Most people with scoliosis will never require surgery. But who does need surgery, and how do you know?
Often diagnosed in childhood, scoliosis is characterized by an abnormal curve in the spine that can range from as small as 10 degrees to more than 100 degrees. In pediatric patients, this can result in pulmonary problems if the curve is severe.
However, pediatric patients’ complaints are mostly centered around their appearance due to the cosmetic defects associated with the torso. The indications for surgery in the pediatric population are primarily based on curve severity. Many patients will have curves that will never progress to surgery and can be managed through conservative measures. However, curves are not static and tend to progress over time as one ages – sometimes causing pain in adult patients.
Therefore, if someone knows they have scoliosis, it is important to work with a physician who specializes in scoliosis and can help coordinate your care as you age.
What to look for
When looking at a standing person straight-on, their head should be positioned over the center of their pelvis. From the side, their head should be over their hip joints. A disruption in this balance will result in increased energy expenditure to maintain an upright posture, eventually leading to pain and disability – which will worsen over time without treatment.
Scoliosis can sometimes be detected by pediatricians or primary care providers during regular checkups, but definitive detection requires a full body X-ray. Sometimes scoliosis can be found incidentally on CT or MRI; however, this will need to be followed up by a standing x-ray imaging that imparts gravity on the curve in order to reveal its true features. In the pediatric population, pain is not a common symptom of scoliosis. However, in adults, the first signs of the disorder might be pain, numbness, weakness, worsening posture, or gait.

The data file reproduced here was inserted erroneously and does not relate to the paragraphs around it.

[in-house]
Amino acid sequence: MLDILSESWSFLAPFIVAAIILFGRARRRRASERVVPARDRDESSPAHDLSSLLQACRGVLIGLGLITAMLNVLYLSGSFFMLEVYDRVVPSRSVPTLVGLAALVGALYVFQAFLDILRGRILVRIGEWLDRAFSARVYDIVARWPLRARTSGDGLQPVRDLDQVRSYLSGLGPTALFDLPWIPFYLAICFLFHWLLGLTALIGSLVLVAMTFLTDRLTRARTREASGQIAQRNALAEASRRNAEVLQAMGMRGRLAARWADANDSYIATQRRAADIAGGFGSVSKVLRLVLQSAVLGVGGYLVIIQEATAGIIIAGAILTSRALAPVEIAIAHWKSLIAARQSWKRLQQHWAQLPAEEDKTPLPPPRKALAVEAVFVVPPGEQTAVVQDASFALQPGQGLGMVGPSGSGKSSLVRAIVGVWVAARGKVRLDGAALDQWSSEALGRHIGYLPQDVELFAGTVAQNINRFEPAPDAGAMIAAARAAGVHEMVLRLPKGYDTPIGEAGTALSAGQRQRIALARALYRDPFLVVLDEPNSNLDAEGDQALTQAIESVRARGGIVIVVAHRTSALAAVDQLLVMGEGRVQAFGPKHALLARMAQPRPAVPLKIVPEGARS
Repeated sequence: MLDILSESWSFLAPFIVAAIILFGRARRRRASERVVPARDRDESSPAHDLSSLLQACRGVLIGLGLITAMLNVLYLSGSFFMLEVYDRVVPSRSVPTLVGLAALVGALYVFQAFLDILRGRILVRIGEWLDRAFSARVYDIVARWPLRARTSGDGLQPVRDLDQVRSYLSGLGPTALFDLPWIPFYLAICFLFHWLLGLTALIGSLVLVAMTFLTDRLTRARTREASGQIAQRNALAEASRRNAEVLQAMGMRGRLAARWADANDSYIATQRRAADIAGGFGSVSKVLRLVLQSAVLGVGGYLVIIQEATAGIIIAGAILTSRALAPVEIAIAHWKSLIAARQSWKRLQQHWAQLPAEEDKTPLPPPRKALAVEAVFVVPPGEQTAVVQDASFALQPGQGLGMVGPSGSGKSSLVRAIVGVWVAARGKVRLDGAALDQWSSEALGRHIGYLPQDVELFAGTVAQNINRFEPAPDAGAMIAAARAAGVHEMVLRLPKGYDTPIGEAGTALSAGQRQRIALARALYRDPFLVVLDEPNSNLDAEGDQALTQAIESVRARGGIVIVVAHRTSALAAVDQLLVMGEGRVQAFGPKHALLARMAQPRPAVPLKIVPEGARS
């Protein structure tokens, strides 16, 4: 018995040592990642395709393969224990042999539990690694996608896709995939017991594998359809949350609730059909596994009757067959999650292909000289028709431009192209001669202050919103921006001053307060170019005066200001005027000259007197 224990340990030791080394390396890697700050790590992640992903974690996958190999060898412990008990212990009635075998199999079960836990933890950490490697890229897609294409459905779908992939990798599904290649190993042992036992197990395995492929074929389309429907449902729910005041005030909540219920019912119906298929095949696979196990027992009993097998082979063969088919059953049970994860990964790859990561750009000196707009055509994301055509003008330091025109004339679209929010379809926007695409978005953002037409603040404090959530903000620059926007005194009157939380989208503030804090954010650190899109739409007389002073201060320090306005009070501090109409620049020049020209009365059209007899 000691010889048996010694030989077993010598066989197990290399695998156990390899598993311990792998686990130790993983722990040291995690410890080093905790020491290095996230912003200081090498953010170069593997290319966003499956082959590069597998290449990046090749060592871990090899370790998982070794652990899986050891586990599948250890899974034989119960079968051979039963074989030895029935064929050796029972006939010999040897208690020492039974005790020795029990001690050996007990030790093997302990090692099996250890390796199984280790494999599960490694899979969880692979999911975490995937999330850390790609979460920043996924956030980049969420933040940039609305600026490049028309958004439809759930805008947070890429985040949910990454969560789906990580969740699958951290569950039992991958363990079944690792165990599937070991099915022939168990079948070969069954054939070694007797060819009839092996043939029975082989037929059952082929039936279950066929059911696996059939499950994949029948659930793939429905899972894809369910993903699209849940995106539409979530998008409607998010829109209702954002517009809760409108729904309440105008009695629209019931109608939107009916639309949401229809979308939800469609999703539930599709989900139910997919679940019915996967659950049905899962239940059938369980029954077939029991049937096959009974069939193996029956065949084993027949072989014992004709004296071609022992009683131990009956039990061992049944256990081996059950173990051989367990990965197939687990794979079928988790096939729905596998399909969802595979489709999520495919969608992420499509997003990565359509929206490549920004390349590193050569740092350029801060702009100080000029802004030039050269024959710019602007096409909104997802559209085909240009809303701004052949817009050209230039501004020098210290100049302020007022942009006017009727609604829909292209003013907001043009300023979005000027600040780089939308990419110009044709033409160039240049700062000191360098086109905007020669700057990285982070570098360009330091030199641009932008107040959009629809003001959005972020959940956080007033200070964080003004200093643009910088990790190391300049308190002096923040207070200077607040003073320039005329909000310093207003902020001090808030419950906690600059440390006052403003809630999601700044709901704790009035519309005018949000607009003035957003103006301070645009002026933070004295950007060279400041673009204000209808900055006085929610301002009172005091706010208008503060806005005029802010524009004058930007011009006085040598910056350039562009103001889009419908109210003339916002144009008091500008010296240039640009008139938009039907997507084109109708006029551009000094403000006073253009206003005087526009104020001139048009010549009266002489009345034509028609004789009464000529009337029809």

If you are experiencing these symptoms, consult a scoliosis specialist who can guide you to appropriate conservative treatments or determine if surgery is needed.
Try non-surgical treatment options first.
In most cases, scoliosis specialists will recommend conservative approaches. Non-surgical treatments such as physical therapy, acupuncture, and epidural injections can help mitigate pain, symptoms and improve function.
For example, physical therapists can work with you on core-strengthening exercises to strengthen your abdomen and back muscles and exercises to improve your flexibility and gait. While pain specialists can help with targeted injections to pain-producing regions in the spine.
If surgery is necessary
If all conservative treatments have failed at alleviating the pain, surgery should be considered to improve a person’s quality of life.
Over the past two decades, there have been significant improvements in not only our understanding of how to surgically treat scoliosis in adult and pediatric patients but also in the safety of surgical treatments. For instance, the 7D Surgical FLASH Navigation system allows for faster, radiation-free image-guided spinal surgery. This results in less blood loss, decreased risk of neurological injury, decreased operative time, and an overall safer surgery for the patient.
And as medicine advances, so do scoliosis patients’ options. If you have been diagnosed with scoliosis, take comfort in knowing that you likely will never require surgery.
But who does need surgery, and how do you know? Find a team of specialty-trained experts you can trust to ask.
Pawel P. Jankowski is a neurosurgeon, Hoag Memorial Hospital Presbyterian, Newport Beach, CA.
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